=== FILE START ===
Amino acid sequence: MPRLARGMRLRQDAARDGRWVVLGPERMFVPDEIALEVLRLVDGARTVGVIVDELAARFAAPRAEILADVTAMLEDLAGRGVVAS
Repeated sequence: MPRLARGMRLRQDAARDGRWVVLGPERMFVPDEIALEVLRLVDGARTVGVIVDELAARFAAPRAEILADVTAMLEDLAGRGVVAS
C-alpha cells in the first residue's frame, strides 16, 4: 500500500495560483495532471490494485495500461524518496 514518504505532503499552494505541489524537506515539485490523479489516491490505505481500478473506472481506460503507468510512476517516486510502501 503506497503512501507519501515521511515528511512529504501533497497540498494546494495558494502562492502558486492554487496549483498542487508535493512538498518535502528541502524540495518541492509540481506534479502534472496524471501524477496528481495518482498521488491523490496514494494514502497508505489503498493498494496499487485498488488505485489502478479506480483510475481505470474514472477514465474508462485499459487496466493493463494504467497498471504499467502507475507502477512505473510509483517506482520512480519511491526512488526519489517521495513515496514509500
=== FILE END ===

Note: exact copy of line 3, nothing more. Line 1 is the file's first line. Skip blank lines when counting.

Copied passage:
C-alpha cells in the first residue's frame, strides 16, 4: 500500500495560483495532471490494485495500461524518496 514518504505532503499552494505541489524537506515539485490523479489516491490505505481500478473506472481506460503507468510512476517516486510502501 503506497503512501507519501515521511515528511512529504501533497497540498494546494495558494502562492502558486492554487496549483498542487508535493512538498518535502528541502524540495518541492509540481506534479502534472496524471501524477496528481495518482498521488491523490496514494494514502497508505489503498493498494496499487485498488488505485489502478479506480483510475481505470474514472477514465474508462485499459487496466493493463494504467497498471504499467502507475507502477512505473510509483517506482520512480519511491526512488526519489517521495513515496514509500